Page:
Judges Deny NRA Request to Watch Ex-Chief’s Deposition

Oliver North speaks on April 26, 2019, at the National Rifle Association Institute for Legislative Action Leadership Forum in Lucas Oil Stadium in Indianapolis. Amid inner turmoil in the gun-rights group, North stepped down in April as NRA president. (AP Photo/Michael Conroy)

MANHATTAN (CN) – Embattled National Rifle Association board member and former president Oliver North will be deposed Tuesday morning in a New York state investigation without NRA lawyers present, to the consternation of the gun-rights group.

That’s the status quo, however. It would have been unusual, possibly unprecedented, for the target of a law enforcement investigation – in this case, the New York State Attorney General’s probe of the NRA’s nonprofit status – to sit in on questioning for that investigation.

The attorney general’s office is expected to question North about the group’s spending. Because the NRA is a 501c4 “social welfare” organization, it is banned from political activity and the Attorney General’s office also says it could have made misleading statements on regulatory filings about its finances.

Late Monday afternoon, Justice Ellen Gesmer in New York’s First Department upheld a lower court’s ruling earlier in the day that the NRA could not sit in on North’s questioning by the office of Attorney General Letitia James.

North’s attorney, Brendan Sullivan from Williams & Connolly, is not affected by Monday’s back-and-forth between the NRA and the state and will be present at the deposition Tuesday, he confirmed.

There is no precedent for the subject of a law enforcement investigation to watch a deposition in that investigation, said Steven Wu for the attorney general’s office during Monday afternoon’s hearing in the First Department. Wu said if the NRA were allowed to do so, that would be a “troubling precedent.”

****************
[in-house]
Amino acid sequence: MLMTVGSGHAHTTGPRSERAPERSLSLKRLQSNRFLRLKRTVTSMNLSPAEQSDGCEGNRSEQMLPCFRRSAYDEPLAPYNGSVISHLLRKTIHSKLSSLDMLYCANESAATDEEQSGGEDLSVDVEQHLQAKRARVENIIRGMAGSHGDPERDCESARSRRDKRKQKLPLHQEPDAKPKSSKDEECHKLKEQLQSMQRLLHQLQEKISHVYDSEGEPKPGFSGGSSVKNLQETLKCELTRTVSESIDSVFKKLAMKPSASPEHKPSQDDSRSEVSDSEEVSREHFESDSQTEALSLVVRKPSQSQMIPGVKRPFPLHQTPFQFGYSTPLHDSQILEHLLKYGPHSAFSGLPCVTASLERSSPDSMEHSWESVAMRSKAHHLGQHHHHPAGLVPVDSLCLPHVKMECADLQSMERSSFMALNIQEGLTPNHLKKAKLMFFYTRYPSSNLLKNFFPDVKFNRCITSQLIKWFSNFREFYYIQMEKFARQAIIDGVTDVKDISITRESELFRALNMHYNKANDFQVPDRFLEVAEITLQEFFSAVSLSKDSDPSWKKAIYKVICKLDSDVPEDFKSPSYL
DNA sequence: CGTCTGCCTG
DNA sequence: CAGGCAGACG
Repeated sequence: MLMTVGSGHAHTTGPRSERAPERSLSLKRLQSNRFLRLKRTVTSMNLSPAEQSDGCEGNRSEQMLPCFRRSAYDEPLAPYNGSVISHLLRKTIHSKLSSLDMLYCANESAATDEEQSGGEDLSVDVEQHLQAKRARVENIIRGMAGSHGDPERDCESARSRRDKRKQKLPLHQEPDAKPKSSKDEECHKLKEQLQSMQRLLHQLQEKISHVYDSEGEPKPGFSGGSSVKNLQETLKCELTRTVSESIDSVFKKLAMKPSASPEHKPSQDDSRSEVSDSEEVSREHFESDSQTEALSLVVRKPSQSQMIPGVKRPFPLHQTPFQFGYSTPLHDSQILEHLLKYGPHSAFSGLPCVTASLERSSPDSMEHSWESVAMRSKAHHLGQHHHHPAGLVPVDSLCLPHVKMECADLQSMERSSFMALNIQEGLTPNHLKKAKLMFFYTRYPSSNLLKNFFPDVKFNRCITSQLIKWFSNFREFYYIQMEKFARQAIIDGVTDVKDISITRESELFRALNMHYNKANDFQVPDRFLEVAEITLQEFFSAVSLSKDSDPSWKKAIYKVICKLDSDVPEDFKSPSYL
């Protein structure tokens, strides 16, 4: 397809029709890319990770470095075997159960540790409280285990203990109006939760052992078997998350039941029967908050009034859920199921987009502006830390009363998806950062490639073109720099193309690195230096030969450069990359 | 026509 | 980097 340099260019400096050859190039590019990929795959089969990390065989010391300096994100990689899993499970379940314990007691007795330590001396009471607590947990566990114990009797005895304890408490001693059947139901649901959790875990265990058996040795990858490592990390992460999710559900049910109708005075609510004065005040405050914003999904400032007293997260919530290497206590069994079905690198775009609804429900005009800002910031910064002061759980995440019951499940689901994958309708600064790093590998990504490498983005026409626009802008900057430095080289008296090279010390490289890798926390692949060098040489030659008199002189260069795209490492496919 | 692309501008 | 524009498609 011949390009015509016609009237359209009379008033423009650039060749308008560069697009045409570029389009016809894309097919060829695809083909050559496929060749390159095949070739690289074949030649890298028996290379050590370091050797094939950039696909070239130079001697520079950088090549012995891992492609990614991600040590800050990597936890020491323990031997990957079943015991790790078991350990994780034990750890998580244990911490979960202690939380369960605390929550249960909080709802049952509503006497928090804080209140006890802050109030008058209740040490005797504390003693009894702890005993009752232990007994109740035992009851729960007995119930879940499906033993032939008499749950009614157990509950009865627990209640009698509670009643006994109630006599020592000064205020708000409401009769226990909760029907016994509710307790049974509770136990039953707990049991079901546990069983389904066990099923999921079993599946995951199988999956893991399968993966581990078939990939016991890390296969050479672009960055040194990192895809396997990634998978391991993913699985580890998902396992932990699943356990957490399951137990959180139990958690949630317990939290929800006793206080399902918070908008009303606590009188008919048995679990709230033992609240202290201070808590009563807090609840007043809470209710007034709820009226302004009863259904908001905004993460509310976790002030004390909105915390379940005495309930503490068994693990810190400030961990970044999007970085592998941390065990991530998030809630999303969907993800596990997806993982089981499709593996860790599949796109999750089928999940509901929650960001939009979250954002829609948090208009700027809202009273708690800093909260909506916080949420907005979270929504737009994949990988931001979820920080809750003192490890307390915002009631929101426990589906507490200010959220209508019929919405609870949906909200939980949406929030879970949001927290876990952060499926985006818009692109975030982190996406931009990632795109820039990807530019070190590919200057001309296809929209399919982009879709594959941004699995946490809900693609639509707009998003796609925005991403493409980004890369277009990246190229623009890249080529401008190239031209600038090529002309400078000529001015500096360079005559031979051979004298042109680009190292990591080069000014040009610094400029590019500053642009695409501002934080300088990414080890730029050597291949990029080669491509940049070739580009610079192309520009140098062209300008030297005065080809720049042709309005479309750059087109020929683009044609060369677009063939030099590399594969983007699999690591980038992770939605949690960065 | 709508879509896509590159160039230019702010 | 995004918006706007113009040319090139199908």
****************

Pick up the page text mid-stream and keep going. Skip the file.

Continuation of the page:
“This would be a compromise to the integrity of the investigation,” said Wu. “It’s a chilling effect on what [North] might say.”

The NRA wanted its lawyers present to lodge concise objections aimed at preserving privileges belonging to the NRA, its counsel, and its board counsel, including communications protected by the attorney-client privilege, the work-product doctrine, and as trial-preparation material, it said.

NRA attorney Svetlana Eisenberg, of Brewer Attorneys & Counselors, told Gesmer in a 45-minute hearing late Monday afternoon that she was a former prosecutor herself and feared the state’s investigation would get an unfair advantage from North’s testimony. North resigned as president of the NRA in April after the gun group’s chief executive, Wayne LaPierre, accused him of threatening to release damaging information on LaPierre in attempted coup.

There was a “high risk” of privileged information being “accidentally revealed” to the attorney general’s office, said Eisenberg. The office could then use information or leads from North it wasn’t allowed to have in its investigation, Eisenberg argued.

“Without me there, they will potentially be subjecting themselves to information they are not entitled to see.”

Though Eisenberg appeared Monday on behalf of both the NRA and its board, she also requested that separate lawyers for each be allowed to hear North’s deposition, a proposition Gesmer shot down.

The NRA has 76 board members, Assistant Attorney General Emily Stern noted.

“Following your logic,” Gesmer said, turning to Eisenberg, “isn’t it possible that all 76 individuals could come in and say, ‘I want my lawyer there [at the deposition] too?” Eisenberg conceded that it was.

The attorney general’s office will instruct North not to provide any attorney-client privileged information, Wu said, one of the arguments Eisenberg had leaned on.

Part of North’s allegations against the NRA concern the Brewer law firm, Gesmer pointed out to Brewer’s own Eisenberg. Eisenberg said the firm had been brought in specifically to deal with New York’s investigation of the group.

Earlier Monday, Manhattan Supreme Court Judge Melissa Crane had rejected the NRA’s request to monitor North’s deposition by the state. The gun group immediately appealed, and Justice Ellen Gesmer in New York’s First Department squeezed in the parties for a hearing this afternoon around 4:30.

After Crane’s decision in the state’s favor, New York Attorney General Letitia James celebrated the news in a statement, which did not change after Gesmer’s decision.

“Despite the NRA’s best efforts to silence board members, justice will prevail, and the truth will be exposed, because no one is above the law,” she said.

“We are pleased with today’s decision because the NRA should never be allowed to stifle a legal investigation. The court has ruled that former NRA board president Oliver North will now be able to sit down with our investigators and answer our questions, without the intimidating presence of the NRA.”

New York’s investigation is ongoing and so far not resulted in any litigation or enforcement actions.

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